So you want me to tell you what I think are the keys to the Bears' 2013 season?
Go kill a tree, mill me a couple dozen reams of paper and then pitch a tent, and let's spend a week or two.
With so much that is new, and too much that is old on this club, we could fill a book with keys to this season. So let's start right there.
1. Can Marc Trestman in his first turn as an NFL head coach take an aging group of veterans, plug in rookies and key youngsters to almost every unit, and install and execute his offense that, when compared to what the vets had before, will be like asking them to learn to speak a new language practically overnight?
The classic excuse made for quarterback Jay Cutler's failure to produce relative to his unquestioned natural abilities is that in his first four years in Chicago, he had three different offenses and three different coordinators.
Welcome No. 4. Why will this be different?
If Cutler blocks out everything but Trestman, and does exactly what he's told, this just might succeed hugely. If he becomes distracted, frustrated, impatient, arrogant or any of the other states of mind he's been accused of inhabiting before, look out below.
2. The offensive line is being celebrated almost universally around Chicago for it's four new starters, including the two rookies – Kyle Long and Jordan Mills – on the right side. If they can make a leap from one of the worst units in the league over the past three seasons to just average, 2013 can be a ton of fun.
If they can't, none of what Trestman will try to do will work.
Newer is not always better. Clearly this group is more talented than it's been in years with the additions of Jermon Bushrod and Long. But sometimes talent isn't enough, and what we've actually seen so far is snippets of these guys against two of the worst defensive lines in the league – San Diego and Oakland.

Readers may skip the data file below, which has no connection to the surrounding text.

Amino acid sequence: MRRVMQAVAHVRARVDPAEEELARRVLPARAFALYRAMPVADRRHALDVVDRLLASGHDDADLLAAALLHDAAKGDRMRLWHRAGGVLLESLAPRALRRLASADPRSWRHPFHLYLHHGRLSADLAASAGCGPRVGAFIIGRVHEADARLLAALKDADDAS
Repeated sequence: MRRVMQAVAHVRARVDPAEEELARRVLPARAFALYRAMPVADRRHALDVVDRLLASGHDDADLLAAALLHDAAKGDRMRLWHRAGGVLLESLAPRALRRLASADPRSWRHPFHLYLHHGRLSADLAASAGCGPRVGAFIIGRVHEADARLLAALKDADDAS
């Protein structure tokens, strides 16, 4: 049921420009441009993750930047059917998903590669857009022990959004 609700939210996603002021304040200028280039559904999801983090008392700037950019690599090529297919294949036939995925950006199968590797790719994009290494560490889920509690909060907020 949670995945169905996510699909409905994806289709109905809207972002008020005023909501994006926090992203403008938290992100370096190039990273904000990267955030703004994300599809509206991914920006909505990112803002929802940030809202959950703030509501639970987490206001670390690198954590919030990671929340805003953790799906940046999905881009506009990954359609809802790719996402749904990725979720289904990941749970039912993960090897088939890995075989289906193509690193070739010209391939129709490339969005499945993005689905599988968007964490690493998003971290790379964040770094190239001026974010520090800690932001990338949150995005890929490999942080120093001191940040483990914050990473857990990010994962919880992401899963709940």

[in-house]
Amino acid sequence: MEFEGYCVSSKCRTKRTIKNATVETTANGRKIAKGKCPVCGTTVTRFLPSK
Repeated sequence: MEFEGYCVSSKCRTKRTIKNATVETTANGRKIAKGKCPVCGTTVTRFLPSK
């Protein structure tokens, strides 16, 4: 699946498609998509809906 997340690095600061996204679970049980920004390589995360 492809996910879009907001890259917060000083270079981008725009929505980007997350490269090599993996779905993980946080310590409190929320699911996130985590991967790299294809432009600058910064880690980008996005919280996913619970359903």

Take a pill, everybody. There is good cause to hope for the best, but the jury is still way out on this one. This is not only a huge key to this season, but to the future under Trestman and general manager Phil Emery.
3. If you are more worried about the defense than the offense, you are completely justified. Julius Peppers, Lance Briggs and Charles Tillman are the keys to the success of this unit, and, quite simply, they are old by NFL standards and looking right up the road at ancient.
So far, none of the three appear in danger of dropping even half a step, and they can't if the Bears are to contend.
Argue all you want about the physical contributions Brian Urlacher was still able to bring to the table, his contributions as a coach on the field and leader by example cannot be replaced. Israel Indonije was easily the second best defensive lineman on the team. Nick Roach was solid in his spot and Urlacher's, when necessary, and Kelvin Hayden at least knew what he was doing as the nickel back.
Regardless of how you replace all of that, it represents so much that your all-pros have to be all-pros for the defense to succeed. If they are, you can get away with Corey Wootton, Shea McClellin, Jon Bostic or D.J. Williams, James Anderson and Isaiah Frey being at least average and, hopefully, a little better.
4. Can Trestman own the room? I am not offering opinions here, guys. I'm asking the key questions. The early returns on Trestman are promising, and I'm very impressed by what I've seen so far.
But the reason his hiring was such a surprise around the league and even a tad controversial in some circles is that this guy's a different kind of cat, and not what any of us are used to in an NFL head coach.
Because of his pleasant personality and professorial approach, we have no idea how it will wear or work when the time comes for him to get tough with someone, and it will happen. If he has to rally the troops or try and win one for the Gipper, will the players be listening, and, if they are, will it be with a straight face.
I'm beginning to believe he can do it, but there's still a lot of highway between here and there.
5. Can the pure talent on this roster match up to the other heavyweight contenders in San Francisco, Seattle, Atlanta and, most importantly, Green Bay, and what if somebody gets hurt?
There are stars at the skill positions who should allow the Bears to match up with the big guys, but if even one of them gets nicked, is there depth anywhere on this roster? On the face of it, you objectively have to say, "no."
Every team in the NFL prays for good health, as do all of us as fans. For the Bears, it is an absolute must if they're going to contend.